Governor Polis signs SB24-171, reintroducing wolverines to Colorado

SUMMIT COUNTY – Governor Jared Polis joined staff from Colorado Parks and Wildlife at Loveland Pass today to sign SB24-171, which gives CPW the authority to reintroduce the North American wolverine to Colorado.

Thanks to bill sponsors Senator Perry Will, Senator Dylan Roberts, Representative Barbara McLachlan, and Representative Tisha Mauro, SB24-171 contains key assurances for Colorado industries by requiring that wolverines in Colorado are designated as a nonessential experimental population (known as a 10(j) rule) before reintroduction begins. This is now possible because the U.S. Fish and Wildlife Service listed the species as threatened under the Endangered Species Act in November 2023.

“I am thrilled to welcome Wolverines back to Colorado! A diverse and healthy environment strengthens Colorado’s booming eco-tourism and outdoor recreation sectors. Today, we begin to add Wolverines to the list of animals reintroduced to Colorado, ensuring Colorado remains the best state in the nation for ecodiversity and outdoor enthusiasts,” said Governor Polis.

“This legislation represents a significant commitment to restoring a native species back to Colorado’s landscape,” said Colorado Department of Natural Resources Executive Director Dan Gibbs. “Colorado has some of the best remaining unoccupied habitat for wolverines and we have the opportunity to bolster the population significantly with a science-based restoration.”

“Colorado’s high elevation habitats are expected to resist the effects of climate change as well or better than other parts of wolverine range, and play a critical role in the wolverine conservation story,” said CPW Director Jeff Davis. “I want to thank the CPW staff and partners that set the groundwork for these efforts. CPW will continue to work together with partners across the state on wolverine restoration.”

Key components of the new law
As long as the North American wolverine remains on the list of threatened or endangered species pursuant to the Endangered Species Act, CPW will not reintroduce the species in the state until the effective date of a final rule designating the wolverine in Colorado as a nonessential experimental population.

CPW will work cooperatively with federal land management agencies with jurisdiction over federal public lands where North American wolverines may be released in Colorado.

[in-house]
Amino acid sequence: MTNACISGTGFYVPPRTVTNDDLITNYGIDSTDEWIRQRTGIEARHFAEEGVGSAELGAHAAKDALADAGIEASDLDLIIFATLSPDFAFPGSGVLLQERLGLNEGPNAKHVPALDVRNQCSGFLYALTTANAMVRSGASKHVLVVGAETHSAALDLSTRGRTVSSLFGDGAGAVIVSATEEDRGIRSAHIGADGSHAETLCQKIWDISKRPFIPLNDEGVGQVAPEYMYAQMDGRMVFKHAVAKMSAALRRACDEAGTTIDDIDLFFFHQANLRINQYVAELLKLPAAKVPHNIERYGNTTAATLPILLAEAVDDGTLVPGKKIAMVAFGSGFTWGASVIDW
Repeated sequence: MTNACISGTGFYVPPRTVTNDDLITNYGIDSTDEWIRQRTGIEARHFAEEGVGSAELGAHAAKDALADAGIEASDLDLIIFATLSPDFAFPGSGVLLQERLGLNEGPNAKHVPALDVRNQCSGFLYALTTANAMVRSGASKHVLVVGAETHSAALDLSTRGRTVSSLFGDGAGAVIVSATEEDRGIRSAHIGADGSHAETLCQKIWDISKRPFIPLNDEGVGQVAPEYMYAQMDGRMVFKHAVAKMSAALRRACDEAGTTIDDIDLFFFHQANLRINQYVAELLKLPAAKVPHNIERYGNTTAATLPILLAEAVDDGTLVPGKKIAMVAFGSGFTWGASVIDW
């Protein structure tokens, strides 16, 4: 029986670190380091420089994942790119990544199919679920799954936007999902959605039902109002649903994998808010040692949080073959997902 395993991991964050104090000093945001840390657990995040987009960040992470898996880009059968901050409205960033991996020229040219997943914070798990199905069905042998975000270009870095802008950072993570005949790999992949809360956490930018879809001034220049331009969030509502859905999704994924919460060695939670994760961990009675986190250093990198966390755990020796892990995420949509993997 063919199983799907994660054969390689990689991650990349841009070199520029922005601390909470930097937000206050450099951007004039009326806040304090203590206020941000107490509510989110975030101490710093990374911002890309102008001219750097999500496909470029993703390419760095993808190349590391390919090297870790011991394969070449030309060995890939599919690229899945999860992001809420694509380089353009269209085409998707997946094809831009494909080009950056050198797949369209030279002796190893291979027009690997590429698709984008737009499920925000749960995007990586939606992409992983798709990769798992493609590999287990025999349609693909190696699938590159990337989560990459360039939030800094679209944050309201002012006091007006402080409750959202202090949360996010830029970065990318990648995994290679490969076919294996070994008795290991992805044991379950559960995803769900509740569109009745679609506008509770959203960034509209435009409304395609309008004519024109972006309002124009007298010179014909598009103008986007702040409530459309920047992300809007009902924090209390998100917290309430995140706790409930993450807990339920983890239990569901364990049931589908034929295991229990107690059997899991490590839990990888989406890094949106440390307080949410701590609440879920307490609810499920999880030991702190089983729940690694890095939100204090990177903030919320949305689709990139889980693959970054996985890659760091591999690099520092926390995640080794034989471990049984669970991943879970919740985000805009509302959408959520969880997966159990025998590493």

Although conflicts between wolverines and livestock are extremely rare, the legislation includes the provision that the Parks and Wildlife Commission will adopt rules providing for payment of fair compensation to owners of livestock for losses of livestock caused by the North American wolverine.

Before the reintroduction effort occurs, CPW will prepare and deliver a report on the North American wolverine in the state. CPW will also prepare a report for each of the five years after the reintroduction of the North American wolverine occurs. CPW must also develop a communications plan, which includes a description of how the division will communicate with stakeholders and boards of county commissioners in the locations of proposed releases, prior to reintroduction.

CPW may not use funds generated from the sale of hunting and fishing licenses or from associated federal grants to implement the reintroduction.
The bill authorizes the CPW Director to use $750,000 from the Species Conservation Trust Fund for the reintroduction effort. The funds would become available in the state fiscal year 2024-25.

Background on wolverines
With a solitary nature and a strong survival instinct, the wolverine is an icon of arctic, boreal, and alpine environments. The wolverine, (scientifically known as the Gulo gulo) is the largest terrestrial member of the weasel family, with adults typically weighing 15-40 lbs.

Wolverines are a native species to Colorado, and their range once spanned down the Sierra Nevada in California and the Rocky Mountains to Colorado, but the species was extirpated in Colorado in the early 1900s due to unregulated harvest, and broad-scale carnivore poisoning.

Wolverines, which number in the thousands in Canada and Alaska, have since reestablished populations in Washington, Montana, Idaho, and Wyoming, but have not returned to stay in Colorado.

It is estimated that there are fewer than 400 wolverines in the contiguous United States, and the most significant stressor on wolverines in the coming years will be climate change, according to an analysis by the U.S. Fish and Wildlife Service.

Climate change is likely to present new and growing challenges to the species, mostly in the form of a reduction in the cold, snowy habitat that wolverines prefer. Colorado’s high snowy mountains are the species’ largest unoccupied territory in the lower 48, and will only become more important as a warming climate shrinks the snowpack the wolverines need for dens.

Colorado’s mountains, which are at high elevation, are predicted to retain their snowpack as well, if not better than, the lower-elevation mountains in the Northern Rockies and Cascades.

CPW biologists estimate that the state may have enough suitable terrain to support approximately 100 – 180 animals at full carrying capacity, if wolverines in Colorado use the landscape similarly to the way they have in other northern states. If they do, this would significantly bolster the species’ long-term viability with a potential to increase the population in the Western U.S. by 20% or more.

Wolverines are primarily scavengers and opportunistic feeders that eat a variety of foods available in their harsh alpine/subalpine environment, with a large proportion of their diet being scavenged carrion. They will also prey on small rodents, rabbits, porcupines, ground squirrels, marmots, birds and eggs, fish, and plants. Wolverines will occasionally eat deer and other large ungulates.


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